AOL Mystery Flyer Comes Home

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lrargerich, flickr

Over the past few weeks, I flew on ten different airlines, from coast to coast -- Florida to California, with lots of stops in between, everywhere from Portland, Oregon to New York City. Making my merry way across the U.S.A.

Enroute, I graded the airlines on one thing: the friendliness factor.

As you've seen in my report cards, this was a random experiment in friendliness; every airline got several opportunities to turn on the affability. My project wasn't about the friendliness of strangers, per se, but the friendliness of airline employees -- a group of individuals working not only in the transportation and transportation safety business, but also in the business of customer service. That includes everyone from the agent who answers the phone when you call with a ticketing question, to the flight attendant passing through the aisle with the beverage cart.

Miss some of the action? Start at the beginning or catch up with the airline report cards:

JetBlue

US Airways

Spirit Airlines

Delta Airlines

AirTran

American Airlines

Alaska Airlines

Southwest Airlines

United Airlines

Continental
I've been following the comments readers have left on my stories and report cards. It has been wonderful to get all the feedback and to see the conversations that have been sparked among those who commented. One thing is clear: this experiment, my flying as a passenger on a commercial airline and reporting my experience, is an act that incites strong feelings.

Some readers felt I was a high-maintenance passenger (and I'm being euphemistic here), with my requests for extra beverages -- or perhaps because I dared to ask for water prior to takeoff, to soothe a sore throat or pop a pill.

My goal throughout this process was to represent an average member of the flying public -- perhaps not an independent one ready and able to handle self check-in, but a passenger who feels it should be okay to have a few questions or requests when shelling out good money to fly one airline over another.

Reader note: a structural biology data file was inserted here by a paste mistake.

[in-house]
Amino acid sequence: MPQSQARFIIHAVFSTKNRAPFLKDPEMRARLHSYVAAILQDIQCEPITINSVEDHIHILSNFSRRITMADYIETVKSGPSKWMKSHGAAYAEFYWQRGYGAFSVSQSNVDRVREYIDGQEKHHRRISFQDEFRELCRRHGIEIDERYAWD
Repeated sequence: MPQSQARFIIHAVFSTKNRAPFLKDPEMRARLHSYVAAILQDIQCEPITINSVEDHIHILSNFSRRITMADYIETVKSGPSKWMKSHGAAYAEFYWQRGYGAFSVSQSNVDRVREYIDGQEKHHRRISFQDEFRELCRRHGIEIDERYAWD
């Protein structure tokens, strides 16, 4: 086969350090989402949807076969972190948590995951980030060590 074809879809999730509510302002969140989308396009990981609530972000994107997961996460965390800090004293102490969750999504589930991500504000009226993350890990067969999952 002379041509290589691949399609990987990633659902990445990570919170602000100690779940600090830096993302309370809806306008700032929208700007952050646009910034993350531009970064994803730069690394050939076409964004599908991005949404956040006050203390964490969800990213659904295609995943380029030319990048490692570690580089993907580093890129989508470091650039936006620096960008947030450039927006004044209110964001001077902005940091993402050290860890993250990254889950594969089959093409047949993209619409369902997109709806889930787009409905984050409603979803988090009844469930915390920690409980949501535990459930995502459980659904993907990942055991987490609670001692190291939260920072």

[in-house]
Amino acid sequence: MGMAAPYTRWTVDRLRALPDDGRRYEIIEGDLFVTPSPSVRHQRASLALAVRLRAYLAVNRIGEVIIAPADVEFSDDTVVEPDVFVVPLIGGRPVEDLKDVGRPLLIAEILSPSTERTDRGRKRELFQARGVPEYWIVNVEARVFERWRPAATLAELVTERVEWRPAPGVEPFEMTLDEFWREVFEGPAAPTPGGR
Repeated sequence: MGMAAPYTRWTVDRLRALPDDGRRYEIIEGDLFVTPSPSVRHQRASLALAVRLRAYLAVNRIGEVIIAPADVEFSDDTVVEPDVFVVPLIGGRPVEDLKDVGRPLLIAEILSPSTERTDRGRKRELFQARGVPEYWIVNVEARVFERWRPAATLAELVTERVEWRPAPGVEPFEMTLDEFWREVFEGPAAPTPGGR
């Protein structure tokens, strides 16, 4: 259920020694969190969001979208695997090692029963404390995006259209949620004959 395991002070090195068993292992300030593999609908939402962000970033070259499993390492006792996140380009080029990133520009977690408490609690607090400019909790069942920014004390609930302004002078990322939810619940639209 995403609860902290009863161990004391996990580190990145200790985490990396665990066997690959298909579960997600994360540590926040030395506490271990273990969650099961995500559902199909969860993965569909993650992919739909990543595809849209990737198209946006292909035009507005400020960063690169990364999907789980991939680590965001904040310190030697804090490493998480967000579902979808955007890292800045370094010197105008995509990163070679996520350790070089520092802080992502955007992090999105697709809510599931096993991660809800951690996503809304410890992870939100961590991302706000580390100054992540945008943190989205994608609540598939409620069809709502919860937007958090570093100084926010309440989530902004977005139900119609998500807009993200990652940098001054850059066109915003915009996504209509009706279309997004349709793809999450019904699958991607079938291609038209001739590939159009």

Not once did I ring a call button with a ridiculous request; not once did I stomp my feet about my bag being deemed too large for an overhead bin. Not once, in fact, did I complain or behave rudely to anyone.

My goal was to ask the common questions that flight attendants are likely to receive on any given leg of a flight.

And that's just what I did, on my very best behavior, with every interaction I had with an airline employee. By nature, I'm like anyone -- not always a beaming Betty. But for this project, I was the epitome of the friendliness and congeniality that I hoped to see in return.

With nearly all other perks absent from the flying equation these days, I wanted to know if there was a price for nice, and as it turns out, there is. It follows the golden rule: treat others how you wish to be treated, and for the most part, it will be returned. That single mantra has been confirmed throughout my travels.

Of course, there was the rare occasion where my friendly requests were not met with any measurable warmth, like the time I asked a United Airlines flight attendant on a flight from Chicago to Orlando for a glass of water before takeoff (bottles of water were clearly visible behind her, alongside cups in the back galley). She virtually sneered while informing me that the galley was closed. Then she grudgingly poured me a cup and physically tried to scoot me back to my seat. (The plane had just started boarding, and I was waiting to use the lavatory.) Then there was the time I was boarding a full flight from Dallas to San Francisco, when an American Airlines agent nudged me a bit too sternly down the aisle after deeming my carryon bag overstuffed -- in not very friendly terms. I realize that agents are under a lot of pressure to make an on-time departure, but should simple human friendliness be sacrificed in the rush?

Instances like these are where the randomness of this project needs to emphasized. Since I flew only one time on each carrier, I was only exposed to one group of individuals to represent the airline as a whole. And I certainly realize it's possible to have a bad day. But here's the bottom line: when you're in the customer service business, and you're treated with respect and a pleasant attitude, you should provide the same in return.

So who was nicest? Well, many of the airlines. In fact, I had pleasant encounters with all of the airlines. The flight attendants aboard American Airlines were among the most professional and friendly of the bunch, not even scolding when I wandered into first class to request a glass of water prior to takeoff (it was the galley closest to my seat).